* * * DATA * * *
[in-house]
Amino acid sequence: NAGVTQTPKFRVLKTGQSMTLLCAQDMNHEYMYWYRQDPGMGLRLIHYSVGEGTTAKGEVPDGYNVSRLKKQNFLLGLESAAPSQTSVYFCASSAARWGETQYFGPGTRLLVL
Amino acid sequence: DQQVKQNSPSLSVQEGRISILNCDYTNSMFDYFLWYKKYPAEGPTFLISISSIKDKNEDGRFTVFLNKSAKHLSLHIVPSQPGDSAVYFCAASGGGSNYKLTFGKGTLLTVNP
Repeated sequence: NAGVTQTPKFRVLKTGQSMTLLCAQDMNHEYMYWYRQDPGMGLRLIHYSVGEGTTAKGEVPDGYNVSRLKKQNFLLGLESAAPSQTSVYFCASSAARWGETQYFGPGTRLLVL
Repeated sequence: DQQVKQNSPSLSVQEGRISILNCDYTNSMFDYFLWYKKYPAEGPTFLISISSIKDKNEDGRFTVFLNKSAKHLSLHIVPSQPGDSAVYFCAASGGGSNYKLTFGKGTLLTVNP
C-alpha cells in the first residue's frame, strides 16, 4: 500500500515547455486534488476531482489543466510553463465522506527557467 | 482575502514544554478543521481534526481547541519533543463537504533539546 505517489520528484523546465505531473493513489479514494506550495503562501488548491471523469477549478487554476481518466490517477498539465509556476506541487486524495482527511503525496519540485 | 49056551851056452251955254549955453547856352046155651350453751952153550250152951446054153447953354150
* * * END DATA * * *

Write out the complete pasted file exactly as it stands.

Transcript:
[in-house]
Amino acid sequence: NAGVTQTPKFRVLKTGQSMTLLCAQDMNHEYMYWYRQDPGMGLRLIHYSVGEGTTAKGEVPDGYNVSRLKKQNFLLGLESAAPSQTSVYFCASSAARWGETQYFGPGTRLLVL
Amino acid sequence: DQQVKQNSPSLSVQEGRISILNCDYTNSMFDYFLWYKKYPAEGPTFLISISSIKDKNEDGRFTVFLNKSAKHLSLHIVPSQPGDSAVYFCAASGGGSNYKLTFGKGTLLTVNP
Repeated sequence: NAGVTQTPKFRVLKTGQSMTLLCAQDMNHEYMYWYRQDPGMGLRLIHYSVGEGTTAKGEVPDGYNVSRLKKQNFLLGLESAAPSQTSVYFCASSAARWGETQYFGPGTRLLVL
Repeated sequence: DQQVKQNSPSLSVQEGRISILNCDYTNSMFDYFLWYKKYPAEGPTFLISISSIKDKNEDGRFTVFLNKSAKHLSLHIVPSQPGDSAVYFCAASGGGSNYKLTFGKGTLLTVNP
C-alpha cells in the first residue's frame, strides 16, 4: 500500500515547455486534488476531482489543466510553463465522506527557467 | 482575502514544554478543521481534526481547541519533543463537504533539546 505517489520528484523546465505531473493513489479514494506550495503562501488548491471523469477549478487554476481518466490517477498539465509556476506541487486524495482527511503525496519540485 | 49056551851056452251955254549955453547856352046155651350453751952153550250152951446054153447953354150